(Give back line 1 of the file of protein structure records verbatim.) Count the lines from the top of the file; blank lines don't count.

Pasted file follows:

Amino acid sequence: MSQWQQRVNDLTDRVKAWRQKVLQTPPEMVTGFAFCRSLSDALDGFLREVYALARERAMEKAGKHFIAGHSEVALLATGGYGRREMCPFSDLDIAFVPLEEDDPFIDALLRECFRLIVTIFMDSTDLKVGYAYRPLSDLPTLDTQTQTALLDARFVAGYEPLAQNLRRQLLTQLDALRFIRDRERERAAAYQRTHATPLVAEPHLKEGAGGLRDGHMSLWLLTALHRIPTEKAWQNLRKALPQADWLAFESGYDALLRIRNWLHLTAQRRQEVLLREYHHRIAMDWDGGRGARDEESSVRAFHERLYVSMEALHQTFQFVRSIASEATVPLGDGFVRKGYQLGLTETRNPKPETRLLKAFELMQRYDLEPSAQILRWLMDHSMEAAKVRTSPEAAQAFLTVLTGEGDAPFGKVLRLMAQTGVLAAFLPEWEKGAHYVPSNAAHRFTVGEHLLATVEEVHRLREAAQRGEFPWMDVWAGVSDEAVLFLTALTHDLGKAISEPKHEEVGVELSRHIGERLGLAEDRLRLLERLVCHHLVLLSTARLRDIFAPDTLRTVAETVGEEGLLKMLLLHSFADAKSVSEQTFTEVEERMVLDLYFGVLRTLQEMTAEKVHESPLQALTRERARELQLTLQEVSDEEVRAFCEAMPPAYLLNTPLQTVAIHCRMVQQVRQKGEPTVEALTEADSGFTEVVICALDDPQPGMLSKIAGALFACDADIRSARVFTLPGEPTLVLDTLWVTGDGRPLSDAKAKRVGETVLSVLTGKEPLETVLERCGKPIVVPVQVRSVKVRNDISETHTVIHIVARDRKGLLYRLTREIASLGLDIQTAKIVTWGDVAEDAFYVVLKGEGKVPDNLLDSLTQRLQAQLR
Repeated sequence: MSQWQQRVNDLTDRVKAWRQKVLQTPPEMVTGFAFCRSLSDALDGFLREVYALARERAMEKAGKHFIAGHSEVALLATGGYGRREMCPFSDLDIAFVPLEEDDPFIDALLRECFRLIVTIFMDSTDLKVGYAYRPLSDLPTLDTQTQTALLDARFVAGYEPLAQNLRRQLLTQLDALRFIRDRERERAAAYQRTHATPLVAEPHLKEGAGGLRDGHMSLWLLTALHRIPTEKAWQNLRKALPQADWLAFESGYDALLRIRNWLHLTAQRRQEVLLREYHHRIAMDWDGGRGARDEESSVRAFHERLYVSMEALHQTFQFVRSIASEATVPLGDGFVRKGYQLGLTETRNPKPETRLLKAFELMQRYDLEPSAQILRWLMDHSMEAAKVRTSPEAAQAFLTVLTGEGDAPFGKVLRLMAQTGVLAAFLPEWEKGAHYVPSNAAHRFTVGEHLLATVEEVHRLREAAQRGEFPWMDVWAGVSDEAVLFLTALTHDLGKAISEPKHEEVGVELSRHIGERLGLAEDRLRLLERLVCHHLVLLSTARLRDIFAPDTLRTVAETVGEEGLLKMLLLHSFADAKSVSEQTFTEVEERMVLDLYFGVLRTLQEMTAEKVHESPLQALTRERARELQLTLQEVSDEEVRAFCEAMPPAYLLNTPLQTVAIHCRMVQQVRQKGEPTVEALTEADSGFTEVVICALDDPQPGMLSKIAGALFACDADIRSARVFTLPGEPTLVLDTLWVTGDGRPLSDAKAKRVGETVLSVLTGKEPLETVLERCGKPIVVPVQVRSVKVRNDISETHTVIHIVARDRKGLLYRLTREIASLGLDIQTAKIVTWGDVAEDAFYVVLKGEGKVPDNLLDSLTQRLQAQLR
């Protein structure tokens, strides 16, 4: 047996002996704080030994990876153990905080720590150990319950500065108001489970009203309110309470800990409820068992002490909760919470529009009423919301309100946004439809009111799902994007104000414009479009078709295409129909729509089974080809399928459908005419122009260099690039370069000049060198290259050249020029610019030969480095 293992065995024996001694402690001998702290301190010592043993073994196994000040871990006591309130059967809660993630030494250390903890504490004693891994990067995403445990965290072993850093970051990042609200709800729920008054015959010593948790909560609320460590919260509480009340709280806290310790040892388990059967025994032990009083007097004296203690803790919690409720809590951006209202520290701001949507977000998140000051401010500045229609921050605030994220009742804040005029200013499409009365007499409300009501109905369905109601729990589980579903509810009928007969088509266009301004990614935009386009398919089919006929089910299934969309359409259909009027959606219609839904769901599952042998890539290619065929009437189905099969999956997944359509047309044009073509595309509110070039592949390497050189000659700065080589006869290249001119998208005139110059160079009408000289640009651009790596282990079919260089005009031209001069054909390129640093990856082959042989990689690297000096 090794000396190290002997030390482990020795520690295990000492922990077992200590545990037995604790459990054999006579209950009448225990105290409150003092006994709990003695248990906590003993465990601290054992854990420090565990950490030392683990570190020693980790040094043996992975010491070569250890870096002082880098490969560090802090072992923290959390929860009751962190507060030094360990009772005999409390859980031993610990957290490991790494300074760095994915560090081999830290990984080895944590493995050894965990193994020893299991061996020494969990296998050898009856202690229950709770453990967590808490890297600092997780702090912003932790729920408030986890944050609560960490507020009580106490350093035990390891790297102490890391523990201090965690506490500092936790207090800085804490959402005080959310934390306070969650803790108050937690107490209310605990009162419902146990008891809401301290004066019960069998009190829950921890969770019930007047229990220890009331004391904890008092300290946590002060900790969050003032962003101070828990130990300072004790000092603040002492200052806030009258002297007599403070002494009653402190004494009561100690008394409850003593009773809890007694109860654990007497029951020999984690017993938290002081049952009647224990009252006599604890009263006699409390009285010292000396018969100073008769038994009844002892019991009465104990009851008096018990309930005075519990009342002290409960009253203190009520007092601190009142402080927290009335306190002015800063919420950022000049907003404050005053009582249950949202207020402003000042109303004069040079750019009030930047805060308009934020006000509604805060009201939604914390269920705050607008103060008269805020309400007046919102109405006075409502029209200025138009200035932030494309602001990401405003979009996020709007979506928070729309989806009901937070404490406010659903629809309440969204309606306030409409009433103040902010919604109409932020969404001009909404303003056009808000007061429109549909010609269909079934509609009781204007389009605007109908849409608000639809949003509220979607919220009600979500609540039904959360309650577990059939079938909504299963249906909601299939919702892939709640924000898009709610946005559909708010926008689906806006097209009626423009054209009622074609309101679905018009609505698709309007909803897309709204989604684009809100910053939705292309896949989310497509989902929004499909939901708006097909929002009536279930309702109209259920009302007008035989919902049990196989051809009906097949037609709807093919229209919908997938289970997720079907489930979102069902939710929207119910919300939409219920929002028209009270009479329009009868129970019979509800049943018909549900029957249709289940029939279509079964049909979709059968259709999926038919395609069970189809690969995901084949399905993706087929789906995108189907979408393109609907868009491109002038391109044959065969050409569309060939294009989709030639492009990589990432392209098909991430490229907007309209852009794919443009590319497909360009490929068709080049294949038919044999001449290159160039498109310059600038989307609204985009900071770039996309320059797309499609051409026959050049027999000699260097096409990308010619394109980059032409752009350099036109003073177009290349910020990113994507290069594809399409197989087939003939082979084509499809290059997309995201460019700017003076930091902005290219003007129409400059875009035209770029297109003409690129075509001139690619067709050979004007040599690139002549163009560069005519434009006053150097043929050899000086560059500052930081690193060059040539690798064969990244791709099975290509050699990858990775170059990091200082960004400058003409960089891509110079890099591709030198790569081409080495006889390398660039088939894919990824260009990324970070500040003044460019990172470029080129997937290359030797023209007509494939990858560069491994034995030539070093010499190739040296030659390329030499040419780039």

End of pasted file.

Amino acid sequence: MSQWQQRVNDLTDRVKAWRQKVLQTPPEMVTGFAFCRSLSDALDGFLREVYALARERAMEKAGKHFIAGHSEVALLATGGYGRREMCPFSDLDIAFVPLEEDDPFIDALLRECFRLIVTIFMDSTDLKVGYAYRPLSDLPTLDTQTQTALLDARFVAGYEPLAQNLRRQLLTQLDALRFIRDRERERAAAYQRTHATPLVAEPHLKEGAGGLRDGHMSLWLLTALHRIPTEKAWQNLRKALPQADWLAFESGYDALLRIRNWLHLTAQRRQEVLLREYHHRIAMDWDGGRGARDEESSVRAFHERLYVSMEALHQTFQFVRSIASEATVPLGDGFVRKGYQLGLTETRNPKPETRLLKAFELMQRYDLEPSAQILRWLMDHSMEAAKVRTSPEAAQAFLTVLTGEGDAPFGKVLRLMAQTGVLAAFLPEWEKGAHYVPSNAAHRFTVGEHLLATVEEVHRLREAAQRGEFPWMDVWAGVSDEAVLFLTALTHDLGKAISEPKHEEVGVELSRHIGERLGLAEDRLRLLERLVCHHLVLLSTARLRDIFAPDTLRTVAETVGEEGLLKMLLLHSFADAKSVSEQTFTEVEERMVLDLYFGVLRTLQEMTAEKVHESPLQALTRERARELQLTLQEVSDEEVRAFCEAMPPAYLLNTPLQTVAIHCRMVQQVRQKGEPTVEALTEADSGFTEVVICALDDPQPGMLSKIAGALFACDADIRSARVFTLPGEPTLVLDTLWVTGDGRPLSDAKAKRVGETVLSVLTGKEPLETVLERCGKPIVVPVQVRSVKVRNDISETHTVIHIVARDRKGLLYRLTREIASLGLDIQTAKIVTWGDVAEDAFYVVLKGEGKVPDNLLDSLTQRLQAQLR